The brochures were also often translated into English from Mandarin by a freelance translator or someone who works for the local government tour board. So deciphering the sentences can sometimes be a major challenge as well as a huge test of patience. I did the best I could with those stories.

But what I’ve learnt is as long as you are enthusiastic, polite and willing to learn, the local colleagues are more than happy to help you understand the mumbo-jumbo that’s in front of you. It can be tempting at times to just do a “whatever” job in editing the pieces—after all, it’s not like they are none the wiser, right? Wrong. I checked with a local colleague and he told me they can sort of tell if you’ve put any effort into editing the stories.

Sometimes you’d have the reporters coming back to you asking about the changes you’d made to their work. The thing to remember is, they are not undermining your work, but they are just keen to learn. If I was not pressed for time, I would explain to them the changes that I’d made. They were usually very grateful for any input.

Travelling to Anhui
During my internship, I was very fortunate to be given the opportunity to travel to Anhui province with a local colleague. Anhui’s local tourism board had just launched a campaign to promote tourism in their city and was keen to have two China Daily reporters do a write-up.

The board sponsored me and my colleague’s accommodation and food. The local tourism board put us up in a fancy hotel by Shanghai’s The Bund before arranging a two-day tour for us at Anhui, where we climbed Huangshan Mountain and visited an ancient town. My job was to do a write-up of the trip. It can be found here.

Although it was a very tiring week, with lots of late nights (I was basically my colleague’s editor on demand. She would write the story and have me edit it before sending it back to the website), early mornings and crazy long hours on the road (I counted I had spent at least 33 hours on the road in just a week), it was definitely one of my highlights working with China Daily.

When I whined to my local friend about my five hour bus trip from Huangshan Mt to Hefei, capital of Anhui, followed by a 12-hour ride from Hefei back to Beijing (all on the same day), he said “You’re now travelling like a local!”.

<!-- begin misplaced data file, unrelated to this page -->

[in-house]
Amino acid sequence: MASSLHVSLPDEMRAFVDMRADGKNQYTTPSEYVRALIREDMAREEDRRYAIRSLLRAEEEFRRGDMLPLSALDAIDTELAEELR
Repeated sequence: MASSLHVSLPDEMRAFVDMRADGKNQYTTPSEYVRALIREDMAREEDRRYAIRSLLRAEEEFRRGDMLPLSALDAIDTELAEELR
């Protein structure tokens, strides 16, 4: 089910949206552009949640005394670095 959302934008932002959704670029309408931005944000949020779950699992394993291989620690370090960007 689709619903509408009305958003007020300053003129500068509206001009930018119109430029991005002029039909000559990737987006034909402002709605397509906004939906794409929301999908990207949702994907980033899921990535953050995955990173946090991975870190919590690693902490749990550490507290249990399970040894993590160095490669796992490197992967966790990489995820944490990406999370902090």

Living in Beijing
My work hours were 8.30pm till 5.30pm with an hour’s lunch break. I was given an allowance of 2000 yuan a month (NZD400). I was given an apartment at the newspaper’s compound.

Because I was a “foreign expert” I had the whole apartment, fully furnished, to myself (I even got the newspaper delivered to my room every morning. It’s unbelievable). It got a bit lonely at times, going home to an empty apartment but I can’t complain because it beats having to share it with a stranger. I didn’t have to pay for rent, although I did have to pay for utilities which were a flat rate of 300 yuan a month (NZD60). If you’re too caught up in other work to sweep and mop your apartment (Beijing is one very dusty city), for 50 kuai (NZD10) you can get the apartment service lady to come and tidy your apartment for you.

As for my meals, I initially had my breakfast, lunch and dinner at the newspaper’s canteen but I soon got bored with it and would only have lunches there with my colleagues. Canteen food costs on average eight yuan (approx NZD 2.50) for rice and two meat/vegetable options.

I found my three month stint at Beijing to be a bit short, although I’m sure my editor would dispute this. At times I found the Chinese capital overwhelming with its traffic jams and its crowds (people everywhere!) but I soon got used to it. It took me about a month to get used to the work environment and find my way around Beijing using the subway.

Tips for surviving in Beijing:
• Learn basic Chinese. I majored in Chinese when I was at university, so I can understand and speak the language, even if I’m not very fluent for lack of practice. However, basic knowledge of Chinese will be an advantage. If all fails, have an English-Chinese app loaded on to your iPhone, a complete life saver.